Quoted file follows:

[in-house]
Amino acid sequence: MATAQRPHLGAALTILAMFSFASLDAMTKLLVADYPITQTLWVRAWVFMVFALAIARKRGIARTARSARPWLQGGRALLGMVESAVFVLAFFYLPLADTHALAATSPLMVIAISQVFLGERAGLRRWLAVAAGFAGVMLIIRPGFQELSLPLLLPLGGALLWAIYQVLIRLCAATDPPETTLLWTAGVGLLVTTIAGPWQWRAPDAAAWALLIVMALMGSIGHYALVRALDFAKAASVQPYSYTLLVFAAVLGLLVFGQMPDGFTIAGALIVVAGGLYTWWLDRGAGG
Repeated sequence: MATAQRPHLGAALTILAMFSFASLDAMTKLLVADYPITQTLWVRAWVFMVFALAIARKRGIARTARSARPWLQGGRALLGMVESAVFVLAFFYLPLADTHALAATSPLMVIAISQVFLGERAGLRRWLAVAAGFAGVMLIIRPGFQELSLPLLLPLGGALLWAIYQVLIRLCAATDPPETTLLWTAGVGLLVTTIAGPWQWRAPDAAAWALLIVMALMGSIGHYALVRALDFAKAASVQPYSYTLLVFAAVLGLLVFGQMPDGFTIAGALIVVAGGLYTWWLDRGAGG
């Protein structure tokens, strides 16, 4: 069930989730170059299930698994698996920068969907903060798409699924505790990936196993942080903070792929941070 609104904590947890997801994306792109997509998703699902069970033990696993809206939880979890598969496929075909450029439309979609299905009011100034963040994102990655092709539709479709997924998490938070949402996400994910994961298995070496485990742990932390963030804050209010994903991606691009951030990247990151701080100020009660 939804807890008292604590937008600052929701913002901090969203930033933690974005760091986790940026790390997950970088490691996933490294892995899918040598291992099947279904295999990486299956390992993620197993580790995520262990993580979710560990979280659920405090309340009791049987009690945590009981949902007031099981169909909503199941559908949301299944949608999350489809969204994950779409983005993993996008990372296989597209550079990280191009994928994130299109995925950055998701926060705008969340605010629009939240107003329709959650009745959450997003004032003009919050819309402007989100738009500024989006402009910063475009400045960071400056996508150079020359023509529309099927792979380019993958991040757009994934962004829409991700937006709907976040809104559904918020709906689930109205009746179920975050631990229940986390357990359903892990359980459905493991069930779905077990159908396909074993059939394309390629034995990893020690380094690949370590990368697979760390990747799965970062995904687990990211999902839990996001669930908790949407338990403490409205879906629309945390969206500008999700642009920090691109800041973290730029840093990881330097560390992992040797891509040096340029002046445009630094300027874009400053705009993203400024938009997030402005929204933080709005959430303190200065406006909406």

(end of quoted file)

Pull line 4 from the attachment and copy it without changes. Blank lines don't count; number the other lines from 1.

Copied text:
């Protein structure tokens, strides 16, 4: 069930989730170059299930698994698996920068969907903060798409699924505790990936196993942080903070792929941070 609104904590947890997801994306792109997509998703699902069970033990696993809206939880979890598969496929075909450029439309979609299905009011100034963040994102990655092709539709479709997924998490938070949402996400994910994961298995070496485990742990932390963030804050209010994903991606691009951030990247990151701080100020009660 939804807890008292604590937008600052929701913002901090969203930033933690974005760091986790940026790390997950970088490691996933490294892995899918040598291992099947279904295999990486299956390992993620197993580790995520262990993580979710560990979280659920405090309340009791049987009690945590009981949902007031099981169909909503199941559908949301299944949608999350489809969204994950779409983005993993996008990372296989597209550079990280191009994928994130299109995925950055998701926060705008969340605010629009939240107003329709959650009745959450997003004032003009919050819309402007989100738009500024989006402009910063475009400045960071400056996508150079020359023509529309099927792979380019993958991040757009994934962004829409991700937006709907976040809104559904918020709906689930109205009746179920975050631990229940986390357990359903892990359980459905493991069930779905077990159908396909074993059939394309390629034995990893020690380094690949370590990368697979760390990747799965970062995904687990990211999902839990996001669930908790949407338990403490409205879906629309945390969206500008999700642009920090691109800041973290730029840093990881330097560390992992040797891509040096340029002046445009630094300027874009400053705009993203400024938009997030402005929204933080709005959430303190200065406006909406």